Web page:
As everybody knows, it's the teen who typically rebels on TV. But in this case it's Paige who tries to follow the rules while her parents, in their own highly regimented way, run wild.

  This sets off highly charged moments between Taylor and her co-stars Russell and Rhys.

"After the scene where they told Paige they were spies, all three of us sat at the table and couldn't even talk, we were just so exhausted from bringing out those emotions.

  "But I never feel uncomfortable or nervous doing a really emotional scene in front of them," she says. "When you have to break down and cry, they're there to help you. They're so open and generous and welcoming. I'm really lucky to have that."

   This season "The Americans" has gained an unsought burst of relevance as America suffers a relapse into Cold War-style heebie-jeebies.

   Even so, Taylor's show remains laser-focused on the long-ago '80s. And despite her not having been born until 1997, so is she.

   "All the writers are so talented, just reading the script I feel like I'm THERE," she says. "And once I get into wardrobe and get on set, I'm in the character who lives at that time."

  "Still, as a viewer, you relate 'The Americans' to yourself and what you see going on around you," she allows. "That's what people are finding out about our show now. And that's cool."


EDITOR'S NOTE — Frazier Moore is a national television columnist for The Associated Press. He can be reached at fmoore@ap.org. Past stories are available at http://bigstory.ap.org/content/frazier-moore




Tomi Lahren booted permanently from The Blaze, report claims

The New York Post’s Page Six reports that Tomi Lahren has been booted off Glenn Beck’s The Blaze for good.

>> PREVIOUS STORY: Is Tomi Lahren getting ousted from The Blaze?

The news comes after the contentious commentator and her show caught a weeklong suspension from The Blaze following her appearance on “The View,” in which Lahren took a pro-abortion stance. She said it was “hypocritical” for conservatives who believed in limited government to also believe it right for a government to intrude on something as personal as an abortion.

“Glenn is reminding the world of his conservative principles by sidelining Tomi after she insulted conservatives by calling them hypocrites,” one source told Page Six.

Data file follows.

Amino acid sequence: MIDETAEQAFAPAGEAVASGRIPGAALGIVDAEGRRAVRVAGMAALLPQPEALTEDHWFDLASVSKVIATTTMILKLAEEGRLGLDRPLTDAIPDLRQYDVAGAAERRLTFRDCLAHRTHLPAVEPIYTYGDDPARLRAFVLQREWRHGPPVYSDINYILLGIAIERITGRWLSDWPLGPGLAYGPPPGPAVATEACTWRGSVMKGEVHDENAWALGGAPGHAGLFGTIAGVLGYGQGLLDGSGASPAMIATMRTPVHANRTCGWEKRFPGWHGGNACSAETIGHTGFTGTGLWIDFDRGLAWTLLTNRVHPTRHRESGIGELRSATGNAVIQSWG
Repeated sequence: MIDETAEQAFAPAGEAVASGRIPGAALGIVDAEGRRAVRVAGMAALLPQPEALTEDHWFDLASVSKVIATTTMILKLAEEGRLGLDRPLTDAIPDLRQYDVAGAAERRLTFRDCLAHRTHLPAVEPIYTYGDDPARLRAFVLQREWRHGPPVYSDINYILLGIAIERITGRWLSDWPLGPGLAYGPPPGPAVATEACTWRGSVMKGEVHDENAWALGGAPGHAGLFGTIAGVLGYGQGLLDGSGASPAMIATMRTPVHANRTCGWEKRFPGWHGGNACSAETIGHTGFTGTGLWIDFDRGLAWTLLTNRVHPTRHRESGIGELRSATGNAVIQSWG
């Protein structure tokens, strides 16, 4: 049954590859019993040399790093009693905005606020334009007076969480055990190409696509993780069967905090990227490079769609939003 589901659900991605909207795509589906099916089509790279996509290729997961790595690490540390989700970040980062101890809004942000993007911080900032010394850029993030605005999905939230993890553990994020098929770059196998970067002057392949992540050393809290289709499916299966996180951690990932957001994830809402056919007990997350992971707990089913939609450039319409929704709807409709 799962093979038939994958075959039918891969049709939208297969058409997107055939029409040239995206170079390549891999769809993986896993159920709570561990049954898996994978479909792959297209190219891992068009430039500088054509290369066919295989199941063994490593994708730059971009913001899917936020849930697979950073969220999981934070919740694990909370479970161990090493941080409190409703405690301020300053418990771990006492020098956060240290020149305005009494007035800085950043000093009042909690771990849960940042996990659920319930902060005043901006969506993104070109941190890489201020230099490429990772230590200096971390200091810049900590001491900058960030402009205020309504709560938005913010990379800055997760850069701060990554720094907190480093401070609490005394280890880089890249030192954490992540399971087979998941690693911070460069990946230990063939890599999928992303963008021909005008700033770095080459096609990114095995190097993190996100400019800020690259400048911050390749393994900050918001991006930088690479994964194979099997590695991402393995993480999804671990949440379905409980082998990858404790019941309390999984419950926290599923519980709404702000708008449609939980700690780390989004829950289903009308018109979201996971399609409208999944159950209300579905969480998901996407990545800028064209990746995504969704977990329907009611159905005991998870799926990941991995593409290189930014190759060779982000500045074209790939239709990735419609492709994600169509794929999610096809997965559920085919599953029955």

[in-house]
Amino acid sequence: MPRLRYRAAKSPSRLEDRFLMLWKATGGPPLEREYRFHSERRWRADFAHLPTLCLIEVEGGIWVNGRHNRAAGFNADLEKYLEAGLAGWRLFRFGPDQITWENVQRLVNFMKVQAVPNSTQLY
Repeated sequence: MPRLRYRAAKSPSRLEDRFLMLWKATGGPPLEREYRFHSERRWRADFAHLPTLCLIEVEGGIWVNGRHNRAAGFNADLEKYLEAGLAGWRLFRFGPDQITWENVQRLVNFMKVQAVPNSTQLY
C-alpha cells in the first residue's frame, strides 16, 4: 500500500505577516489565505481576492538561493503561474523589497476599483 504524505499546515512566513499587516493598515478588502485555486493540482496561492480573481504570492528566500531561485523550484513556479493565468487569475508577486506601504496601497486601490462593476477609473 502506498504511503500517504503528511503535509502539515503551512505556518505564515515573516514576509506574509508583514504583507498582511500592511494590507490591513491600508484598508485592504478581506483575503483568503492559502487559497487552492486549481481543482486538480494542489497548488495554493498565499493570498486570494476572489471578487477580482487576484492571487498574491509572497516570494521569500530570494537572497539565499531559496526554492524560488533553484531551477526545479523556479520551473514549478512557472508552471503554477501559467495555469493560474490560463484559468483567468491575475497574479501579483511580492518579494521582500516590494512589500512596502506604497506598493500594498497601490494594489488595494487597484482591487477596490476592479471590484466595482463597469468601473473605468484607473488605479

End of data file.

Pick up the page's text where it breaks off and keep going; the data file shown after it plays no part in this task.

>> Read more trending news

“He just couldn’t sit by and watch as Tomi Lahren said there’s no way for conservatives to justify anything other than being pro-choice.”

The news comes as Lahren, 24, appears to be accepting the inevitable, spending time with friends and planning a next step.

Over the weekend, she posted a photograph on Instagram with the caption, “Thanks Houston for showing 2 Dallas girls some good times after a rough week.” She added the caption #gonnabeokay.

>> See the post here

Actress, producer-writer of 'Orange Is The New Black' marry

An actress and producer-writer from "Orange Is The New Black" have married.

Actress Samira Wiley, who plays the character Poussey Washington on the Netflix show, and Lauren Morelli wedded Saturday in Palm Springs, where they were engaged. Publicist Scott Boute says both women wore gowns designed by Christian Siriano.

Wiley, 29, will also appear in the upcoming series "The Handmaid's Tale," based on the 1985 novel by Canadian author Margaret Atwood that depicts New England under a totalitarian theocracy.

Morelli, 34, has worked as a writer, story editor and producer of "Orange Is The New Black," which depicts life inside a women's prison, since 2014.

Koppel says Hannity is 'bad for America'; Hannity fires back

Veteran newsman Ted Koppel told Fox News host Sean Hannity that he is "bad for America" in an interview that aired on CBS' "Sunday Morning" that quickly became a trending topic on social media Sunday.

Hannity fired back on Twitter alleging that his interview had been cut significantly from 45 minutes to less than two. The Fox news host said he provided many examples of media bias in the cut footage and challenged the network to air the full segment.

The CBS Sunday Morning segment examined the polarization of the country and the phenomenon of "fake news" and how conservative pundits like Hannity may be contributing to broad societal confusion and the inability to distinguish between ideology and fact.